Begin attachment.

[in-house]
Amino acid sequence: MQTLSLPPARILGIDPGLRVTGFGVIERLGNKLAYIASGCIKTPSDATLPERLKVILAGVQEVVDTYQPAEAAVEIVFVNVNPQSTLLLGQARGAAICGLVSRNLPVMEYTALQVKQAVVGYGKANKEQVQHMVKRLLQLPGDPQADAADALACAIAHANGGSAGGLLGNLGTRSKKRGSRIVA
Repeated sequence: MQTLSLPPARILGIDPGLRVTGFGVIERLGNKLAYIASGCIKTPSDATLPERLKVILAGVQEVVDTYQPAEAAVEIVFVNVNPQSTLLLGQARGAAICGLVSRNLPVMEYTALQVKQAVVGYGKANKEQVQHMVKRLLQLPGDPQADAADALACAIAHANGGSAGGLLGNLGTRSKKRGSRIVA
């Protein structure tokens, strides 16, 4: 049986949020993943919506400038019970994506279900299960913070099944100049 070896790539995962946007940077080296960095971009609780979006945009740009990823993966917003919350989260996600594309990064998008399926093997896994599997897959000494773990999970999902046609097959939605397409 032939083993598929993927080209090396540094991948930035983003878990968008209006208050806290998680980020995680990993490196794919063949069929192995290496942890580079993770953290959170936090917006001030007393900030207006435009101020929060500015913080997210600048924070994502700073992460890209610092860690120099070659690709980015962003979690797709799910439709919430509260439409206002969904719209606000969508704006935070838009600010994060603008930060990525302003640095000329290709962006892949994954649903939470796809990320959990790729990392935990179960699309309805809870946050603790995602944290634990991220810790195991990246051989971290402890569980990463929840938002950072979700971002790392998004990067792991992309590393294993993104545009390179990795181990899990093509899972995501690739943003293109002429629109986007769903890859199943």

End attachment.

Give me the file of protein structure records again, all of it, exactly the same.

[in-house]
Amino acid sequence: MQTLSLPPARILGIDPGLRVTGFGVIERLGNKLAYIASGCIKTPSDATLPERLKVILAGVQEVVDTYQPAEAAVEIVFVNVNPQSTLLLGQARGAAICGLVSRNLPVMEYTALQVKQAVVGYGKANKEQVQHMVKRLLQLPGDPQADAADALACAIAHANGGSAGGLLGNLGTRSKKRGSRIVA
Repeated sequence: MQTLSLPPARILGIDPGLRVTGFGVIERLGNKLAYIASGCIKTPSDATLPERLKVILAGVQEVVDTYQPAEAAVEIVFVNVNPQSTLLLGQARGAAICGLVSRNLPVMEYTALQVKQAVVGYGKANKEQVQHMVKRLLQLPGDPQADAADALACAIAHANGGSAGGLLGNLGTRSKKRGSRIVA
């Protein structure tokens, strides 16, 4: 049986949020993943919506400038019970994506279900299960913070099944100049 070896790539995962946007940077080296960095971009609780979006945009740009990823993966917003919350989260996600594309990064998008399926093997896994599997897959000494773990999970999902046609097959939605397409 032939083993598929993927080209090396540094991948930035983003878990968008209006208050806290998680980020995680990993490196794919063949069929192995290496942890580079993770953290959170936090917006001030007393900030207006435009101020929060500015913080997210600048924070994502700073992460890209610092860690120099070659690709980015962003979690797709799910439709919430509260439409206002969904719209606000969508704006935070838009600010994060603008930060990525302003640095000329290709962006892949994954649903939470796809990320959990790729990392935990179960699309309805809870946050603790995602944290634990991220810790195991990246051989971290402890569980990463929840938002950072979700971002790392998004990067792991992309590393294993993104545009390179990795181990899990093509899972995501690739943003293109002429629109986007769903890859199943």